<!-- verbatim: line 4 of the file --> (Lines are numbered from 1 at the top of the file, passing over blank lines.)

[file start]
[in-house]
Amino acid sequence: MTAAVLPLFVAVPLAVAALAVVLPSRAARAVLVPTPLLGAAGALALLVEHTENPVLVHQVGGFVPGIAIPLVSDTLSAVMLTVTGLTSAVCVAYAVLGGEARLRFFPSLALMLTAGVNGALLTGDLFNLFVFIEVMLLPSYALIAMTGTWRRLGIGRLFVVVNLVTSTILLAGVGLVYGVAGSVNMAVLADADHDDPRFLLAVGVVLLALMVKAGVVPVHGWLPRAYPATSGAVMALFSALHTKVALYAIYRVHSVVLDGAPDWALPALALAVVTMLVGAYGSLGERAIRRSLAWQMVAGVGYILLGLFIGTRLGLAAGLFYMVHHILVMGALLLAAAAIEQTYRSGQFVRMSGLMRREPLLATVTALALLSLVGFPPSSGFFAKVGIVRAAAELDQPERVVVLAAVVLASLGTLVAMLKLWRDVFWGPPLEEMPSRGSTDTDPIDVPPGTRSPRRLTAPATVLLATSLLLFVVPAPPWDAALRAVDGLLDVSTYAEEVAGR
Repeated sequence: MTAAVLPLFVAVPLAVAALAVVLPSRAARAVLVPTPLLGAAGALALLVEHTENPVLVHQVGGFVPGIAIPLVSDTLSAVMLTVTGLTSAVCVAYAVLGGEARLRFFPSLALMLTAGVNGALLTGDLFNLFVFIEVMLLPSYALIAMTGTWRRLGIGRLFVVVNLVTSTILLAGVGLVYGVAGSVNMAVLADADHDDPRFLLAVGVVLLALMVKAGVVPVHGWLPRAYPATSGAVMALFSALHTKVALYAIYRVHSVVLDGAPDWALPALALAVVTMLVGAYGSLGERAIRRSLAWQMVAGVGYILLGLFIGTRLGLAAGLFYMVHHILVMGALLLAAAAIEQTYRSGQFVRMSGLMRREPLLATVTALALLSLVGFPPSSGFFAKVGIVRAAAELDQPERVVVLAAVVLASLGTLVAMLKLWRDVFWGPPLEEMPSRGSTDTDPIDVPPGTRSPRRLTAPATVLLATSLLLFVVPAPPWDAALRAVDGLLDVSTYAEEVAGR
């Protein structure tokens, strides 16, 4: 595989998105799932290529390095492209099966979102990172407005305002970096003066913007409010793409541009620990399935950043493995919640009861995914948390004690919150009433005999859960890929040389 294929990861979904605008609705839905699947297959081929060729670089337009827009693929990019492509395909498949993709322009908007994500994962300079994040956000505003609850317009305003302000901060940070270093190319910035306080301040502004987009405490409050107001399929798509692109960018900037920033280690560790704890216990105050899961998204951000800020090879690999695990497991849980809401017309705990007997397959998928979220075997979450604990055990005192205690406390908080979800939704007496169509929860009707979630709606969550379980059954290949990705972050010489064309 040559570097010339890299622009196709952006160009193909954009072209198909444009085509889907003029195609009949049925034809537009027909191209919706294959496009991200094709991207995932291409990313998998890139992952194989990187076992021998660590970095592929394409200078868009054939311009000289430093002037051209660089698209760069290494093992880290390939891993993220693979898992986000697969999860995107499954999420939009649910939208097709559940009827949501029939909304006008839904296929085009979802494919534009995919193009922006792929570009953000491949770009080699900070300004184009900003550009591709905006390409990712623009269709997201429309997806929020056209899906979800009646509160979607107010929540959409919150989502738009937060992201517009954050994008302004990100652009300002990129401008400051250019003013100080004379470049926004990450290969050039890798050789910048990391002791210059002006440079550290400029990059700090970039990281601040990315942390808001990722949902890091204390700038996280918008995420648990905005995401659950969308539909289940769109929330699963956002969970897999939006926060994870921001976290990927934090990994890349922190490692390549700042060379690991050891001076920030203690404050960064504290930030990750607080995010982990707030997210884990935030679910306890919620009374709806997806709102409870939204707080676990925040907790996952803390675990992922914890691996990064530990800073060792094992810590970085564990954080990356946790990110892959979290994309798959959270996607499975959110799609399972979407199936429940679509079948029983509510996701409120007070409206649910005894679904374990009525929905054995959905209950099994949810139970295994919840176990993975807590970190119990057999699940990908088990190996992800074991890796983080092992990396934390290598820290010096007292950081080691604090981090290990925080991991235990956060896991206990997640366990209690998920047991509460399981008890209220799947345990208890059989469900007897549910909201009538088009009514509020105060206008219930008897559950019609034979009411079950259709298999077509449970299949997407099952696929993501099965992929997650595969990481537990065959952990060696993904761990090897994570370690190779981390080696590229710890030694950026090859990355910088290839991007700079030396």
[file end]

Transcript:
């Protein structure tokens, strides 16, 4: 595989998105799932290529390095492209099966979102990172407005305002970096003066913007409010793409541009620990399935950043493995919640009861995914948390004690919150009433005999859960890929040389 294929990861979904605008609705839905699947297959081929060729670089337009827009693929990019492509395909498949993709322009908007994500994962300079994040956000505003609850317009305003302000901060940070270093190319910035306080301040502004987009405490409050107001399929798509692109960018900037920033280690560790704890216990105050899961998204951000800020090879690999695990497991849980809401017309705990007997397959998928979220075997979450604990055990005192205690406390908080979800939704007496169509929860009707979630709606969550379980059954290949990705972050010489064309 040559570097010339890299622009196709952006160009193909954009072209198909444009085509889907003029195609009949049925034809537009027909191209919706294959496009991200094709991207995932291409990313998998890139992952194989990187076992021998660590970095592929394409200078868009054939311009000289430093002037051209660089698209760069290494093992880290390939891993993220693979898992986000697969999860995107499954999420939009649910939208097709559940009827949501029939909304006008839904296929085009979802494919534009995919193009922006792929570009953000491949770009080699900070300004184009900003550009591709905006390409990712623009269709997201429309997806929020056209899906979800009646509160979607107010929540959409919150989502738009937060992201517009954050994008302004990100652009300002990129401008400051250019003013100080004379470049926004990450290969050039890798050789910048990391002791210059002006440079550290400029990059700090970039990281601040990315942390808001990722949902890091204390700038996280918008995420648990905005995401659950969308539909289940769109929330699963956002969970897999939006926060994870921001976290990927934090990994890349922190490692390549700042060379690991050891001076920030203690404050960064504290930030990750607080995010982990707030997210884990935030679910306890919620009374709806997806709102409870939204707080676990925040907790996952803390675990992922914890691996990064530990800073060792094992810590970085564990954080990356946790990110892959979290994309798959959270996607499975959110799609399972979407199936429940679509079948029983509510996701409120007070409206649910005894679904374990009525929905054995959905209950099994949810139970295994919840176990993975807590970190119990057999699940990908088990190996992800074991890796983080092992990396934390290598820290010096007292950081080691604090981090290990925080991991235990956060896991206990997640366990209690998920047991509460399981008890209220799947345990208890059989469900007897549910909201009538088009009514509020105060206008219930008897559950019609034979009411079950259709298999077509449970299949997407099952696929993501099965992929997650595969990481537990065959952990060696993904761990090897994570370690190779981390080696590229710890030694950026090859990355910088290839991007700079030396």